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Natural gas pipeline company hits pause button

Canadian-headquartered Pembina has paused its plans for a proposed natural gas pipeline and export facility in Southern Oregon. Concept drawing from Pembina
Pembina has been unable to secure needed permits

The Canadian company proposing a 229-mile underground natural gas pipeline and export facility in Southern Oregon notified the Federal Energy Regulatory Commission this week it is pausing the project.

Canadian-headquartered Pembina has been unable to secure key state permits to carry out the project. The company wants to build the first natural gas export facility on the West Coast of the United States and ship Canadian and American gas to Asian markets.

Opponents of the project said Pembina’s pause on the project is exciting news.

“This is yet another piece of evidence that Jordan Cove LNG and the Pacific Connector Pipeline are on their way out, and we hope that they definitively cancel the project altogether so that our communities no longer live under the ongoing threat of this harmful project,” said Allie Rosenbluth, campaigns director for Rogue Climate.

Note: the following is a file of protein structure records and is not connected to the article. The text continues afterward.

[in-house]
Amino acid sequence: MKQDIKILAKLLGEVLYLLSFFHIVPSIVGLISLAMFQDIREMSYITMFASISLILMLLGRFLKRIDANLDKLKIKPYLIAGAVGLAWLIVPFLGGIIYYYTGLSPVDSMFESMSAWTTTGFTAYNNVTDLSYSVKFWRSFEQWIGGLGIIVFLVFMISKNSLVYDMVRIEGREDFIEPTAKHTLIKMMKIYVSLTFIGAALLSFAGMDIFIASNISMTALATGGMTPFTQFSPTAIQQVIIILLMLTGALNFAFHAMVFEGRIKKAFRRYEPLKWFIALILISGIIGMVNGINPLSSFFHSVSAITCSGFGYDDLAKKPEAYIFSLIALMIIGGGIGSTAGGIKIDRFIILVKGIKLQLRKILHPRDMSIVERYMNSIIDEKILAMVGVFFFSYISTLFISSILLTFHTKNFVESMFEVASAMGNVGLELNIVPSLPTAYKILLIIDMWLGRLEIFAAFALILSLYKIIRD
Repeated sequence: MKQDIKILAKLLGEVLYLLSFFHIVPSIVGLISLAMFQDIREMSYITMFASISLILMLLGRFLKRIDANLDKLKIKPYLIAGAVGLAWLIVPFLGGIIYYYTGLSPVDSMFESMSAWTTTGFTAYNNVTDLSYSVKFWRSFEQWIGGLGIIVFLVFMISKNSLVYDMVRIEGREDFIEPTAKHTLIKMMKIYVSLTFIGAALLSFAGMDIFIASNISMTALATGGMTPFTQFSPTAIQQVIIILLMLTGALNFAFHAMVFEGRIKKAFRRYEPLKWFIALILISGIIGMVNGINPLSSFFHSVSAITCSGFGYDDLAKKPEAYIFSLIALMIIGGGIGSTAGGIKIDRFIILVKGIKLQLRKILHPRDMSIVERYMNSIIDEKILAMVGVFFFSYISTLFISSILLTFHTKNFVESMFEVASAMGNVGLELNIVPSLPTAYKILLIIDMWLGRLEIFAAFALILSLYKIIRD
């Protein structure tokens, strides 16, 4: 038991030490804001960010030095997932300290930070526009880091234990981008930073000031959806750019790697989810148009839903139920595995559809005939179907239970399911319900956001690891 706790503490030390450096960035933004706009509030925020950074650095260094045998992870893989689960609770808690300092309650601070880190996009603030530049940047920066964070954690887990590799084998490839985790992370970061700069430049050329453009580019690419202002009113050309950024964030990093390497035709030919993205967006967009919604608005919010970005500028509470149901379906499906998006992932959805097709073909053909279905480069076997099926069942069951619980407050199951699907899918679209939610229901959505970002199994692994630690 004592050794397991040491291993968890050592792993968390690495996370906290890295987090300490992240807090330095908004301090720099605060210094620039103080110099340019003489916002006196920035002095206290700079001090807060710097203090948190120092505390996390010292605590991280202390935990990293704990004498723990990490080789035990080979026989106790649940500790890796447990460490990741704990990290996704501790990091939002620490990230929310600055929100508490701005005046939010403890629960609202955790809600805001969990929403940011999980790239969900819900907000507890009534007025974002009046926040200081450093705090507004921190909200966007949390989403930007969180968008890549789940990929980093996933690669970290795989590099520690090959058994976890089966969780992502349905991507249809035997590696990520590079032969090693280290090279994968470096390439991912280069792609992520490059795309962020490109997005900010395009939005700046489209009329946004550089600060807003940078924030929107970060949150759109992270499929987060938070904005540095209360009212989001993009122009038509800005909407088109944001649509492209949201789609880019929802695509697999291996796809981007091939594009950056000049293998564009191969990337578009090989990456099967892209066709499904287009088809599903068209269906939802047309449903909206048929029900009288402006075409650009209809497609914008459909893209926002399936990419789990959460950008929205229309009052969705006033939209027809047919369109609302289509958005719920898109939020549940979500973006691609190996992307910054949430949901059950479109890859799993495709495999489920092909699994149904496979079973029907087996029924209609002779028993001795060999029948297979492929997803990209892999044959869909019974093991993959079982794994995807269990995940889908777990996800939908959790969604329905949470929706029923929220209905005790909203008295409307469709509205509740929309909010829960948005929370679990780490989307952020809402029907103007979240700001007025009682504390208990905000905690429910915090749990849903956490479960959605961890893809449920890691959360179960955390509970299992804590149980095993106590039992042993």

Jordan Cove refers to the export project, and LNG is short for liquified natural gas.

Last week, Pembina asked FERC to withdraw consultation requests with the National Marine Fisheries Service and the U.S. Fish and Wildlife Service so as not to waste those agencies’ resources. Pembina said it will inform FERC if the project resumes and restart the consultation process.

Pembina previously told an appeals court it is pausing the project. In March the company reported a $1.6 billion downgrade on the estimated financial value of the project, saying it "can sadly no longer predict with certainty“ when the project could be built.

The pipeline would cross through Klamath, Jackson, Douglas and Coos counties to reach an export facility north of Coos Bay.

Pembina has argued the $10 billion project would create jobs and pump money into Oregon’s economy. The company claims shipping more natural gas to Asia would reduce reliance on coal, which produces more greenhouse gas emissions than natural gas. The company says it has secured agreements to use land from property owners along the majority of the route.

Opponents say landowners who don’t want the pipeline crossing their property could face eminent domain. Opponents say building the pipeline and export facility would damage soil, forests, rivers and ocean habitat. They argue the project would increase global reliance on fossil fuels.

Reach Mail Tribune reporter Vickie Aldous at 541-776-4486 or valdous@rosebudmedia.com. Follow her on Twitter @VickieAldous.